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How Yogic Nasal Breathing Can Slow Down Your Brain Waves

yoga has become a modern way of regaining health and connecting to one’s inner peace. Recent studies suggest that a daily practise of 25 minutes has an enormous effect on both mental and physical states of being.
Pranayama is also known as breath control. It’s the part of yoga that focuses on the breath. Regulating the breath modifies the thought process.

Nasal Breathing or Anulom Velom stands for extended inhalation and exhalation through the nasal cavities. Retention plays an important role as well. It’s the moment when you hold your breath.
Now, how does the breath affect your brain?

There are different types of breathing. When we are angry, we breathe very fast. When we are sad, we breathe very slowly. Different emotions and actions bring along a changed pattern of breath.
In modern society, we tend to breathe very fast and short due to stress. This is not healthy at all and permits a good oxygen intake.

In Yoga, we modify and deepen the breath. Inhaling very deeply and consciously results in a better oxygen intake. Retention or the hold of breath extends the absorption period for the alveoli inside the lungs. A slow and conscious exhalation releases accumulated carbon dioxide from the body.

Nasal Breathing slows down the brain waves as the brain is strongly connected with all parts of the body. Breathing with awareness and releasing carbon dioxide, unnecessary components of the body detoxifies the cells and tissues. The increased oxygen intake spreads all over the body and sends rejuvenating signals to the brain.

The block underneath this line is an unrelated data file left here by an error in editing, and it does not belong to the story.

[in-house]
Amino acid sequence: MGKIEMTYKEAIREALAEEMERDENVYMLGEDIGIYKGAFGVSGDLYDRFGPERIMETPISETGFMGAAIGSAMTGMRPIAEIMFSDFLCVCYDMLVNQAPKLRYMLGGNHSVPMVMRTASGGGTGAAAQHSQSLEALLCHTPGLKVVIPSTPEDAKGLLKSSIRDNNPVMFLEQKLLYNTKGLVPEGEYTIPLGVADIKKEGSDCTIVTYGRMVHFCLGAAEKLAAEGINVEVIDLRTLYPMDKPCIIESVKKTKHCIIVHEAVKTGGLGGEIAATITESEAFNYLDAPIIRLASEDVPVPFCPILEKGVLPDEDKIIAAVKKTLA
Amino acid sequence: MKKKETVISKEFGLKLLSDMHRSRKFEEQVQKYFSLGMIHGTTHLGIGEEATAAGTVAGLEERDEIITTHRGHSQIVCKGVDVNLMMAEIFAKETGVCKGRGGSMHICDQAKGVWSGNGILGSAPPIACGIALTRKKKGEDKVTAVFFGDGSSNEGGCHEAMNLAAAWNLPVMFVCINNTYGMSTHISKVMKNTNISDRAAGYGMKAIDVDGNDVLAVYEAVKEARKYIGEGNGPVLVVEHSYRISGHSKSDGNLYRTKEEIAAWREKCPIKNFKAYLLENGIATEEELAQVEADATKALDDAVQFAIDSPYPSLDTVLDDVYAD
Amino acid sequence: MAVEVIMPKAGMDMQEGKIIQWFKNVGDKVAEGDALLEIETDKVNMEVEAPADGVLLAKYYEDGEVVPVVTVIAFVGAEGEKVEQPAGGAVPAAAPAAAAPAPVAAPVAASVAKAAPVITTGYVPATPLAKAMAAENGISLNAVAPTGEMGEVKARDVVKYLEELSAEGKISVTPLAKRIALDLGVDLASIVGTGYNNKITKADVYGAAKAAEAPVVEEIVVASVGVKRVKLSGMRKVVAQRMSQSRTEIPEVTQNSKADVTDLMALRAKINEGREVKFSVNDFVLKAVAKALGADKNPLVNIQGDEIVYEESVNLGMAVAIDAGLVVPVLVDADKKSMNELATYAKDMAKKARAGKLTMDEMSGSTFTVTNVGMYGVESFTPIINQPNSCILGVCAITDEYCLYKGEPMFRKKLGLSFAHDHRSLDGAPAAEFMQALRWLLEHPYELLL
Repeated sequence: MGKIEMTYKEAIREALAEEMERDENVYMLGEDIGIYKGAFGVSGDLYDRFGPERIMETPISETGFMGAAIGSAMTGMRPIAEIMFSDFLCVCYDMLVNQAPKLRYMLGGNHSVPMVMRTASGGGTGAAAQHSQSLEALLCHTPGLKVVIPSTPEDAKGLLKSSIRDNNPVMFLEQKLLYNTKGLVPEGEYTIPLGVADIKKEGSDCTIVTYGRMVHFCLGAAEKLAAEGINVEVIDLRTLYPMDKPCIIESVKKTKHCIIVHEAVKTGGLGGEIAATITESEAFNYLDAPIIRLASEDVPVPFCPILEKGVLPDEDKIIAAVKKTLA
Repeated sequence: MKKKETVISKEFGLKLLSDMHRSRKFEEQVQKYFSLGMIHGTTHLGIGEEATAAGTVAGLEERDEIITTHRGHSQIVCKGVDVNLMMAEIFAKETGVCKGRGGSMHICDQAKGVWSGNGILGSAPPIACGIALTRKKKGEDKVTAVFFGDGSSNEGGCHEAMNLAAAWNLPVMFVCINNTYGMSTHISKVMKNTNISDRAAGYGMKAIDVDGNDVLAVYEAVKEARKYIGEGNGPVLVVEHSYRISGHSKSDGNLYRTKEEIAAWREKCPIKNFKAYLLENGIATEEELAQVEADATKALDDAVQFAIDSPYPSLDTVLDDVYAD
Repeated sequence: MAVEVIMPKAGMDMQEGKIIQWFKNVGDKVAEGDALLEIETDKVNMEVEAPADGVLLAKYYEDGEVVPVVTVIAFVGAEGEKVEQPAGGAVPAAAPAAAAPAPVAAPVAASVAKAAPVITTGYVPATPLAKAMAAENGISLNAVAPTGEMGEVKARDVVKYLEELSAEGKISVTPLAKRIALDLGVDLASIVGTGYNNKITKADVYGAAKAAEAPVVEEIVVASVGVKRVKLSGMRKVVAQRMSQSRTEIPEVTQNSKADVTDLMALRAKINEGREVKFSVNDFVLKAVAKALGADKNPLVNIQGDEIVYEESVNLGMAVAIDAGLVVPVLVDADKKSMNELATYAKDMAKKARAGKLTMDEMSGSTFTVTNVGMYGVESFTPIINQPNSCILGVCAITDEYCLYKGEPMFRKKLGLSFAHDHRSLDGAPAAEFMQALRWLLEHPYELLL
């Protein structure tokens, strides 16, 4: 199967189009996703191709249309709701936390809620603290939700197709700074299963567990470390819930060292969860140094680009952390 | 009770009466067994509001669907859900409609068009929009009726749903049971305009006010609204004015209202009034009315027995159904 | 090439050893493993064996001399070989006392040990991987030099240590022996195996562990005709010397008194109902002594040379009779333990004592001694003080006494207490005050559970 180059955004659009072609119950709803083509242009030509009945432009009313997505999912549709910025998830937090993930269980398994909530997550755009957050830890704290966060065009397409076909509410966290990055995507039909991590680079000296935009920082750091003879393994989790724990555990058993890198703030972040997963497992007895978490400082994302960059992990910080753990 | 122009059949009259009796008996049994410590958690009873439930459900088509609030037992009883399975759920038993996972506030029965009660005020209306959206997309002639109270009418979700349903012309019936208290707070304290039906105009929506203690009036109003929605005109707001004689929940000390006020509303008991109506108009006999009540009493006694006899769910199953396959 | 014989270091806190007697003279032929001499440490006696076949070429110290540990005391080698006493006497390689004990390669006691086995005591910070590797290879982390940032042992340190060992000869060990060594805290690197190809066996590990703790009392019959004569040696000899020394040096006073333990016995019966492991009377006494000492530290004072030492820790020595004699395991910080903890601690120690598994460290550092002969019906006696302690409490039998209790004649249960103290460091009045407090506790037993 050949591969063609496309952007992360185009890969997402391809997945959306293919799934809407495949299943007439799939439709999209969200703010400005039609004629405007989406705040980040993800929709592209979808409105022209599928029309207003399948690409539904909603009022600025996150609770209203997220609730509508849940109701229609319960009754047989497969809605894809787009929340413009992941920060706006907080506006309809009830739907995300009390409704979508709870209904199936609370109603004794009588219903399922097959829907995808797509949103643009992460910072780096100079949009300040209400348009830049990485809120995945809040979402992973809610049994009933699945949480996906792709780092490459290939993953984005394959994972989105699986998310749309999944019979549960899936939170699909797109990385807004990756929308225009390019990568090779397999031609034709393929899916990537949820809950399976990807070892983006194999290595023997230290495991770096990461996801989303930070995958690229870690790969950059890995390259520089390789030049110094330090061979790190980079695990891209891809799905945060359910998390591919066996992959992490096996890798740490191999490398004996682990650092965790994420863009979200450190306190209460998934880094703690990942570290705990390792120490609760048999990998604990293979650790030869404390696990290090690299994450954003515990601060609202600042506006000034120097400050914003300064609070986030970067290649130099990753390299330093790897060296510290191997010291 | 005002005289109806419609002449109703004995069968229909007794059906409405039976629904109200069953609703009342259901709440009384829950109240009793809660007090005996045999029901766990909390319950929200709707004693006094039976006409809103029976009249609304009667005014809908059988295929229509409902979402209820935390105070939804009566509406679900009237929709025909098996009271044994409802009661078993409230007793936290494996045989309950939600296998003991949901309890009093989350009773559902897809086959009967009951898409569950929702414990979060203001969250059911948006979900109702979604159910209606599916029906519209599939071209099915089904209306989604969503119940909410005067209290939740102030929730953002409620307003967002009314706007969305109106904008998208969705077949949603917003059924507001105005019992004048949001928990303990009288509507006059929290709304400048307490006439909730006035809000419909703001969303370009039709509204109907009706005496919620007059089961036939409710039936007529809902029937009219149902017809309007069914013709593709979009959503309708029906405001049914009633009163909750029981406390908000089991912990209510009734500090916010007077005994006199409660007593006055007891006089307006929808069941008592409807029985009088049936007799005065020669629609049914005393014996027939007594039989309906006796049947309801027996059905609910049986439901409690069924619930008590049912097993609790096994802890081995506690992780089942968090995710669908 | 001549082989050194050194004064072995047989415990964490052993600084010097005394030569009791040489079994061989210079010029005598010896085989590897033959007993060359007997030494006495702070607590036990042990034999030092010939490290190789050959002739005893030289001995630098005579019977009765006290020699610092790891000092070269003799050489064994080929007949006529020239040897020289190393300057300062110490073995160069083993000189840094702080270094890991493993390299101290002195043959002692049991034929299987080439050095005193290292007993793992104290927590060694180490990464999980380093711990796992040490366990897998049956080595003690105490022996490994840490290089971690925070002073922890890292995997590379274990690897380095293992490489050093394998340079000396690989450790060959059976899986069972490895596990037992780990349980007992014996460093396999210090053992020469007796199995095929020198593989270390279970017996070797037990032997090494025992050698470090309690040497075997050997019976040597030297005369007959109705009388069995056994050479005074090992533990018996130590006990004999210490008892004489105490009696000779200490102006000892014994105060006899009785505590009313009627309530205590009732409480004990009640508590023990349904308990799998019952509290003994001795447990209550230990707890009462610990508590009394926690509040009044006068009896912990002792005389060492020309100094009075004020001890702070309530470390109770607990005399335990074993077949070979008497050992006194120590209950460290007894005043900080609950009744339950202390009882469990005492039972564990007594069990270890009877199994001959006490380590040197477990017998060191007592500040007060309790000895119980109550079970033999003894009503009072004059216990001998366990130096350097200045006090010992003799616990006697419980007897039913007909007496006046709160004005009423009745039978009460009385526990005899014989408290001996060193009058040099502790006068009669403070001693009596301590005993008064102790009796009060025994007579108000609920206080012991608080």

When the body is oxygenized properly, the brain waves automatically slow down. The result is: you feel more calm, energetic and relaxed.

Anulom Velom is one type of pranayama or Nasal Breathing in Yoga which can help you to achieve health and inner peace.

There are more than 12 other techniques including Brahmari Pranayam and Diaphragmic Breath.
To learn yogic breathing or Pranayama in-depth, it’s recommended to study at a yoga training school.

Author Bio:
Linnea Ottonson grew up in Gothenburg, Sweden. She started her yogic journey at the young age of 14. At 19, she traveled to Rishikesh, India in search of a professional expertise in yoga, pranayama, and yogic philosophy. She completed her first Yoga Teacher Training at Yoga India Foundation, a well-known yoga ashram in India.
She describes the yoga teacher training experience as transformational and life-shifting.
Since 2012, Linnea works as a holistic yoga teacher and nutritionist in London, UK. She completed another Yoga Teacher Training at Yoga India Foundation in October 2016 to advance her existing knowledge and highly recommends the power of yoga to anyone.

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Tags: Breathing, Nasal, asana, yoga

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